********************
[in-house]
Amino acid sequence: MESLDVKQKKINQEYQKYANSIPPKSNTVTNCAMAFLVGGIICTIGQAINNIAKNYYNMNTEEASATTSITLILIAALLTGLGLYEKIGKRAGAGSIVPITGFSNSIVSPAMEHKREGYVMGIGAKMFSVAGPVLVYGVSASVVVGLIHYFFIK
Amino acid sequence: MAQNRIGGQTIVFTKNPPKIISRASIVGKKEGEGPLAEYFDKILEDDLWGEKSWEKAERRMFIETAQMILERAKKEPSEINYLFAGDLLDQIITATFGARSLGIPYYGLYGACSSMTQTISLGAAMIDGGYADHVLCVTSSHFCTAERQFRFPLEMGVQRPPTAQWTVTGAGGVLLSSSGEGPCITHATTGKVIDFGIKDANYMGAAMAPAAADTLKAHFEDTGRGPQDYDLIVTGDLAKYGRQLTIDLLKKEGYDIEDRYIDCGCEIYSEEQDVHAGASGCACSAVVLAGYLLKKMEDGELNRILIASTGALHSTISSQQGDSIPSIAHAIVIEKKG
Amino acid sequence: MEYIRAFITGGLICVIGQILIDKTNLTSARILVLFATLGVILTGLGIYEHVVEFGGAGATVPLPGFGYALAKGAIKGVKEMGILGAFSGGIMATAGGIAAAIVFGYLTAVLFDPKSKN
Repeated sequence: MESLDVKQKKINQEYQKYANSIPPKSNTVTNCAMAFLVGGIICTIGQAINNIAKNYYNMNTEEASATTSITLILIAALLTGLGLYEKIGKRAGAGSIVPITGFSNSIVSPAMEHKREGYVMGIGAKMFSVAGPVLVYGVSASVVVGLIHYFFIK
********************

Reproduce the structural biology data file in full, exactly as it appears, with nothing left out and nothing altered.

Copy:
[in-house]
Amino acid sequence: MESLDVKQKKINQEYQKYANSIPPKSNTVTNCAMAFLVGGIICTIGQAINNIAKNYYNMNTEEASATTSITLILIAALLTGLGLYEKIGKRAGAGSIVPITGFSNSIVSPAMEHKREGYVMGIGAKMFSVAGPVLVYGVSASVVVGLIHYFFIK
Amino acid sequence: MAQNRIGGQTIVFTKNPPKIISRASIVGKKEGEGPLAEYFDKILEDDLWGEKSWEKAERRMFIETAQMILERAKKEPSEINYLFAGDLLDQIITATFGARSLGIPYYGLYGACSSMTQTISLGAAMIDGGYADHVLCVTSSHFCTAERQFRFPLEMGVQRPPTAQWTVTGAGGVLLSSSGEGPCITHATTGKVIDFGIKDANYMGAAMAPAAADTLKAHFEDTGRGPQDYDLIVTGDLAKYGRQLTIDLLKKEGYDIEDRYIDCGCEIYSEEQDVHAGASGCACSAVVLAGYLLKKMEDGELNRILIASTGALHSTISSQQGDSIPSIAHAIVIEKKG
Amino acid sequence: MEYIRAFITGGLICVIGQILIDKTNLTSARILVLFATLGVILTGLGIYEHVVEFGGAGATVPLPGFGYALAKGAIKGVKEMGILGAFSGGIMATAGGIAAAIVFGYLTAVLFDPKSKN
Repeated sequence: MESLDVKQKKINQEYQKYANSIPPKSNTVTNCAMAFLVGGIICTIGQAINNIAKNYYNMNTEEASATTSITLILIAALLTGLGLYEKIGKRAGAGSIVPITGFSNSIVSPAMEHKREGYVMGIGAKMFSVAGPVLVYGVSASVVVGLIHYFFIK